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New Poll: Small Businesses Overwhelmingly Support Closing Offshore Tax Loopholes for Large Corporations
WASHINGTON – A new scientific poll of small businesses found that small business owners overwhelmingly support closing loopholes that let large multinationals avoid taxes by artificially shifting their profits offshore. The poll was commissioned by the American Sustainable Business Council and the Main Street Alliance, which collectively represent over 300,000 small businesses throughout the country.
“It’s no surprise that small business owners want to stop large companies from setting up shell companies in tax havens like the Cayman Islands to shrink their tax bill,” said Dan Smith, Tax and Budget Advocate for U.S. PIRG. “Offshore tax havens give large multinationals a competitive advantage over responsible small businesses which don’t use tax havens and get stuck footing the bill for corporate tax dodging.”
Key findings of the poll include:
- 85% of small business owners oppose “a tax system that would allow U.S. multinational corporations to avoid taxes permanently by shifting their income to places like the Cayman Islands.” By contrast, the “LIFT” coalition – made up of companies that keep nearly all of their cash offshore like Pfizer, Hewlett-Packard, and Johnson & Johnson – recently formed to push for a so-called “territorial” tax system.
- 64% of small business owners support “requir[ing] all U.S. corporations to pay income taxes regardless of the country in which the income was earned.”
- When asked what Congress’s top budget priority should be, the small businesses surveyed selected “closing tax loopholes for large corporations” over every other option, including cutting various types of spending and raising taxes on the wealthiest 2%. Twice as many selected this option over the one with the next highest level of support.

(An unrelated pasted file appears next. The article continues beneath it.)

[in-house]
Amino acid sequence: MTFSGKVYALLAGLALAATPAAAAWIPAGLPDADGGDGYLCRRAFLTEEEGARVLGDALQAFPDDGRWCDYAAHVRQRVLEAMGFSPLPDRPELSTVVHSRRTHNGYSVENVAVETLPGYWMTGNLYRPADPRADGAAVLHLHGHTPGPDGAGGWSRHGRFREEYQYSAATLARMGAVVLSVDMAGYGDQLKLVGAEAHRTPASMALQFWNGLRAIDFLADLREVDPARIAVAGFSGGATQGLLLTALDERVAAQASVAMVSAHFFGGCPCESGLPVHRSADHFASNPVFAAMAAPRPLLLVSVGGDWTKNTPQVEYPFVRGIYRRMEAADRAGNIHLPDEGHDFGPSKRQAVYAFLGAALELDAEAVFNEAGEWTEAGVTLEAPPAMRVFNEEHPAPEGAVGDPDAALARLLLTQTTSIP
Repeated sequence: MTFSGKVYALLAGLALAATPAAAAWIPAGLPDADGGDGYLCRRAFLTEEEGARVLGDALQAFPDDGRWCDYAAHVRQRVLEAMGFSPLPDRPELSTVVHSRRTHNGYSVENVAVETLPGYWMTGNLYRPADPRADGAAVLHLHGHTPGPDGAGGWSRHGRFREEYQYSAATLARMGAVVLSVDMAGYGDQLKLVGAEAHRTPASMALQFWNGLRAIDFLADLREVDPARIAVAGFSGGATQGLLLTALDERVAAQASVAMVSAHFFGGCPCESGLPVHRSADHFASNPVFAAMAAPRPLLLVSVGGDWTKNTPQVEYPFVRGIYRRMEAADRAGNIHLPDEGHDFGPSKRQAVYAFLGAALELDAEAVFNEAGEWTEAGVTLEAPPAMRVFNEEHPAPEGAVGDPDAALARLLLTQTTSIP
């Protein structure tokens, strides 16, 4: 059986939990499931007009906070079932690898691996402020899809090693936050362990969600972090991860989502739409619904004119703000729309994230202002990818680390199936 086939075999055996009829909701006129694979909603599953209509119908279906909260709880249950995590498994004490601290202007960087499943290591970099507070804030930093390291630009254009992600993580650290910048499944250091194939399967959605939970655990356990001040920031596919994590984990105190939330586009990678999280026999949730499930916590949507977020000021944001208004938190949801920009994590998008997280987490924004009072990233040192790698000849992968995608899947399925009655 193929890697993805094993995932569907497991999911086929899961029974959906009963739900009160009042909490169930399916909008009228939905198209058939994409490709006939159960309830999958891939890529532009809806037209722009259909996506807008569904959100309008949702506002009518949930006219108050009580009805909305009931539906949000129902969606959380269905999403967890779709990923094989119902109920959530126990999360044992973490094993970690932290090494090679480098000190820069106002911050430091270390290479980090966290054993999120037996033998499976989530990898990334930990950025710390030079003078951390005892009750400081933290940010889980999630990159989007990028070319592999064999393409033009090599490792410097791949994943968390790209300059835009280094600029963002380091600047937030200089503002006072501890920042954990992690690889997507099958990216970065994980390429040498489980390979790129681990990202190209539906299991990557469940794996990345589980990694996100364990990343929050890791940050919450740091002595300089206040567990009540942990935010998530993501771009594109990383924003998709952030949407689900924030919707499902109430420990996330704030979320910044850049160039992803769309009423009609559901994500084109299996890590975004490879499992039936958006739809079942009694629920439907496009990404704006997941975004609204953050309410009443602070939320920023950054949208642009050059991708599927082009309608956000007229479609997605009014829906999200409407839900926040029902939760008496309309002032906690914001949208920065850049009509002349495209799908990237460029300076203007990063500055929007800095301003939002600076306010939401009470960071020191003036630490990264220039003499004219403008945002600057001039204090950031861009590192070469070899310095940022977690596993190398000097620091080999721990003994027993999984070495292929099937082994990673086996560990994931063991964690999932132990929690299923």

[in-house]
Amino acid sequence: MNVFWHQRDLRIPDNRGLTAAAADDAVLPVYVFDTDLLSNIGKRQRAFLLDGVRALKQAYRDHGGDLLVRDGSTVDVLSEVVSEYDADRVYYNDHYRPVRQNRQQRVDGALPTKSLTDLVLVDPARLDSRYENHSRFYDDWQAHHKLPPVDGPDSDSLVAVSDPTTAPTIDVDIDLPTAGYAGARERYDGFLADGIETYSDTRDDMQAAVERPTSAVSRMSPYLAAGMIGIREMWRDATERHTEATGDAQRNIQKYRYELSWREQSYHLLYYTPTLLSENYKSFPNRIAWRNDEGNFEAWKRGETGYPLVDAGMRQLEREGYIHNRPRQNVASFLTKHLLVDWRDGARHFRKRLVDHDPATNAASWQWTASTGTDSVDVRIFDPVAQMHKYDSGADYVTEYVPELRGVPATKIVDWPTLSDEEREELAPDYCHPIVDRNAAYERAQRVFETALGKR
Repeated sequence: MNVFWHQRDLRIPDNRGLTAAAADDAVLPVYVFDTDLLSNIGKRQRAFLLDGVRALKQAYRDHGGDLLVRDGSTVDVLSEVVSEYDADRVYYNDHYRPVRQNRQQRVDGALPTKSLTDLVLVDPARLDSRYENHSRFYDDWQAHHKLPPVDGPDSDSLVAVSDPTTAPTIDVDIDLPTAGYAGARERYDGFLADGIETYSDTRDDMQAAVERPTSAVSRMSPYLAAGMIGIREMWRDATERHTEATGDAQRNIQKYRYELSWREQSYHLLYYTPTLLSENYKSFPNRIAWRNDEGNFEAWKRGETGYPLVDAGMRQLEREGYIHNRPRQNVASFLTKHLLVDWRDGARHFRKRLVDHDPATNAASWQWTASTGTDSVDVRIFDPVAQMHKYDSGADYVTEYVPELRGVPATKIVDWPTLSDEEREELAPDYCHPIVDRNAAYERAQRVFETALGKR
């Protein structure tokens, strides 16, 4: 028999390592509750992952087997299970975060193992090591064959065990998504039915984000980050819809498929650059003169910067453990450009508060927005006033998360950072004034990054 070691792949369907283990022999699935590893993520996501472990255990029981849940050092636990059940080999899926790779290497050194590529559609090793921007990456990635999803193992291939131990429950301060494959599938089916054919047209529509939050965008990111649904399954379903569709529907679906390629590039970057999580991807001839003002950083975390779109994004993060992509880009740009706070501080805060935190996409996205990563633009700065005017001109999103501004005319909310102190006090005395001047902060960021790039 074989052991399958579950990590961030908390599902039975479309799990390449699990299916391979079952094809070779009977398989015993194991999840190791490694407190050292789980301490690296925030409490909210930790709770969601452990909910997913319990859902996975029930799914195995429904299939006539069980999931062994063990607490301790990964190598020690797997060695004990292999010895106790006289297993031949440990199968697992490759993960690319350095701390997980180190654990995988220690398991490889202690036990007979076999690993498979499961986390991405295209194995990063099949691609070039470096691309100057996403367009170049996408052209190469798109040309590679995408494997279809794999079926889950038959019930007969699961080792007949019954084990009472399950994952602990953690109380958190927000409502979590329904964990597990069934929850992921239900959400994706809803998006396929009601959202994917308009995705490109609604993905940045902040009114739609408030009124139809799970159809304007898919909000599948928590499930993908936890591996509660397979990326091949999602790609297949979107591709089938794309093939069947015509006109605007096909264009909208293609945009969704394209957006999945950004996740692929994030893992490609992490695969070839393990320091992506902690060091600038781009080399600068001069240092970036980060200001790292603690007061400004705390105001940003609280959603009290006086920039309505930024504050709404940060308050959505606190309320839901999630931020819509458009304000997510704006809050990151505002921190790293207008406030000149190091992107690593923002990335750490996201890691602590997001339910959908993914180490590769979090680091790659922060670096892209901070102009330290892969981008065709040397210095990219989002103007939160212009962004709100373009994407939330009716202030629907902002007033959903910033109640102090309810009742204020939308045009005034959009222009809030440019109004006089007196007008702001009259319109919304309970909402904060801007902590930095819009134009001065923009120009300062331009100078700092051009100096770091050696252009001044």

A recent U.S. PIRG report found that the average small business would have to pay $3,067 to cover the cost of offshore tax dodging by large corporations, which is estimated to cost the federal treasury $90 billion a year in lost revenue.
“Congress should waste no time in passing the CUT Loopholes Act (S.264), which would close the most egregious offshore tax loopholes and level the playing field for small businesses,” said Smith.
Many of America’s largest and best-known corporations use complex tax avoidance schemes to shift their profits offshore and drastically shrink their tax bill:
- Pfizer, the world’s largest drug maker, made 40 percent of its sales in the U.S. over the past five years, but thanks to their use of offshore tax loopholes they reported no taxable income in the U.S. during that time. The company operates 172 subsidiaries in tax havens and has $73 billion parked offshore which remains untaxed by the U.S., according to its own SEC filing. That is the second highest amount of money sitting offshore for one U.S. multinational corporation.
- Microsoft avoided $4.5 billion in federal income taxes over a three year period by using sophisticated accounting tricks to artificially shift its income to tax-friendly Puerto Rico. Microsoft maintains five tax haven subsidiaries and keeps 70 percent of its cash offshore, a total of $60.8 billion, on which it would otherwise owe $19.4 billion in U.S. taxes.
- Citigroup – a bank that was bailed out by taxpayers during the financial meltdown of 2008 – maintains 20 subsidiaries in tax havens and has $42.6 billion sitting offshore, on which it would otherwise owe $11.5 billion in taxes, according to its own SEC filing. Citigroup currently ranks eighth among U.S. multinationals for having the most money stashed offshore.
U.S. PIRG, the federation of state Public Interest Research Groups, is a non-profit, non-partisan public interest advocacy organization that takes on powerful interests on behalf of its members, working to win concrete results for our health and well-being.
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